Then we have corporate solutions and that's our corporate to corporate insurance arm, but offers various insurance conferences for multinational and mid-sized firms. And then last but not least, we have life capital. So life capital is where it to Q P and C the company that we'll be talking about today, actually sips and life capital is probably the newest part of Swiss re from a business unit perspective. And its primary goal is to boost longterm revenues of fishery and accessing new insurance areas re-insurance is a kind of shrinking or a much smaller pool than it used to be. And so if DQ is part of that strategy to access the primary insurance pool, and if the queue is a B2B to C Fisher, meaning that aims to offer a fully digital insurance proposition through the existing distribution channels of the world's leading brands, ecosystem banks, and other insurance companies.
And we aim to do that in an efficient, transparent way in order to make that insurance more accessible and much simpler for end customers like you and me. So historically the big player in life capital was reassure, and that was an insurance Ronald specialist in the UK. And it was a huge cash generator for Swiss re for a number of years. So Rachel was sold to Phoenix group this year, subject to regulatory approvals. And this will then now bring it to cute family into the investor spotlight from a global Swiss re perspective. So it's an initiative that's super important at this history board level. So just to give you a sense of where James and I actually sit or sat in the organization. So the group CEO of CICD is Christian movements that you can see that reporting to Christian is Tiara leisure, and he is a member of the group, executive committee and CEO of the life capital business unit overall reporting to him is Andrea shots again, and he's all very own into Q a Mia as CEO. And we operate in a matrix reporting line in Swiss re. So James reported both to the life capital CTO and an, uh, who another report of, of Terry as well as to Andres and myself. I report to the head of compliance for life capital also as well as two entrees.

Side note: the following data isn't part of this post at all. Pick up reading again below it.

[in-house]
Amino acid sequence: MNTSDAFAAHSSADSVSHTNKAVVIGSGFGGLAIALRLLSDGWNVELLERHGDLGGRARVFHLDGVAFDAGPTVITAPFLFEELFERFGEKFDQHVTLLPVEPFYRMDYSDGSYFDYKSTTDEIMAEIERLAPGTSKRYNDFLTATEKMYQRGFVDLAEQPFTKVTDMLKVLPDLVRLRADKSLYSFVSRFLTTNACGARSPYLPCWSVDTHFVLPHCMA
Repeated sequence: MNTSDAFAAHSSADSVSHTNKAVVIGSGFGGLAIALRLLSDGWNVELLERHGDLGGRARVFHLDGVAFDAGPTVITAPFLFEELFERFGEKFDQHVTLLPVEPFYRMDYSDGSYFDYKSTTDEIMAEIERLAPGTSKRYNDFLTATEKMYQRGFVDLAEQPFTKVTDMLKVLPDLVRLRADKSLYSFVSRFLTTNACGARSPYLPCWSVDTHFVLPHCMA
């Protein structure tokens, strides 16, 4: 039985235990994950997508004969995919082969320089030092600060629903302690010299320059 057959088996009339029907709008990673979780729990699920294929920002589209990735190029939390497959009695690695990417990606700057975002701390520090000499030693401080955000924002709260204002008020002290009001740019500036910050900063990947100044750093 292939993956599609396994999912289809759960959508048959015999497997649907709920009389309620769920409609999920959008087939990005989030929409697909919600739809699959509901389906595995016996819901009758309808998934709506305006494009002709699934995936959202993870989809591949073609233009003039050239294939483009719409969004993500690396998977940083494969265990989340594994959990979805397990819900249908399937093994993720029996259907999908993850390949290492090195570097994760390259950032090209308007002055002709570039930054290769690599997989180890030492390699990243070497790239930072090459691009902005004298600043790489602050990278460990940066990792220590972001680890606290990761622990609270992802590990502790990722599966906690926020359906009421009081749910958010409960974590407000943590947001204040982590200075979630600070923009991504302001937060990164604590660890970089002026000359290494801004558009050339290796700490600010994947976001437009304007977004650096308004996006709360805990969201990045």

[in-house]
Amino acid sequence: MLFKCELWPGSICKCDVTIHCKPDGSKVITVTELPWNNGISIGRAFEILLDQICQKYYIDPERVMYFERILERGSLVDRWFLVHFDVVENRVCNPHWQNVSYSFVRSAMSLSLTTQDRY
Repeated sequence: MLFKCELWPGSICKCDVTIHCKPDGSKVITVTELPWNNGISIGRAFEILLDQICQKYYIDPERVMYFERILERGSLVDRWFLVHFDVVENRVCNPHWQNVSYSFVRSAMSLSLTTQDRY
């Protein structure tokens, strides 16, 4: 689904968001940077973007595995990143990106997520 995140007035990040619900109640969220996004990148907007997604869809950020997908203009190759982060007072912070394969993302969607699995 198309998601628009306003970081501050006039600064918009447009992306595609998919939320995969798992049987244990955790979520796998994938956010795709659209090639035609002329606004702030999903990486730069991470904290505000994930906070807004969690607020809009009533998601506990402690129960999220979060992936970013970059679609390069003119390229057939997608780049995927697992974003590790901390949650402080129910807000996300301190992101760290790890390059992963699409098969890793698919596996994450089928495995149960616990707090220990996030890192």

So let's now talk a little bit more about it to queue. So if the is key for Swiss street, they really believe this is their future growth engine. As Victoria describes their waste tackle, the innovator's dilemma and the third horizon, they willing to invest in this over the longterm there now for it to queue, that's like their excuse now in four continents of the world and something the board take a keen interest in, but it's not just a pure financial play for Swiss re re ministry and not just a reinsurer, but a risk knowledge company. They want to further their intellectual capital research and data to become increasingly more of a risk tech company. It keeps their gateway into this new world of innovation and technology. It keeps business model is unique. You built around digital insurance partnerships with the world's leading brands. If you recognizes that insurance is not the top priority for most people.
So bring it to the customer when they need it most and to compliment other products and services. So whether you're buying a car, a house, a kitchen, or an airline ticket, it's a queue wants to be there to make sure you and your family are protected. Traditionally insurance companies are made up of a web of complex legacy ERP and mainframe systems, waterfall and outsource processes and outdated, outdated siloed practices with a significant amount of technical organizational and cultural debt. All this needs to be paid though. And this also results in a huge amount of paper, and it was very manual, high cost, brittle business that struggles to improve let's learn innovate because of all this legacy and customer experience is usually at a lower end of company priorities. Buying cost cuts in outsourcing and the latest sales campaign to make matters. Even worse. Insurance distribution is a massive brokers, agents, intermediaries and complex insurance products.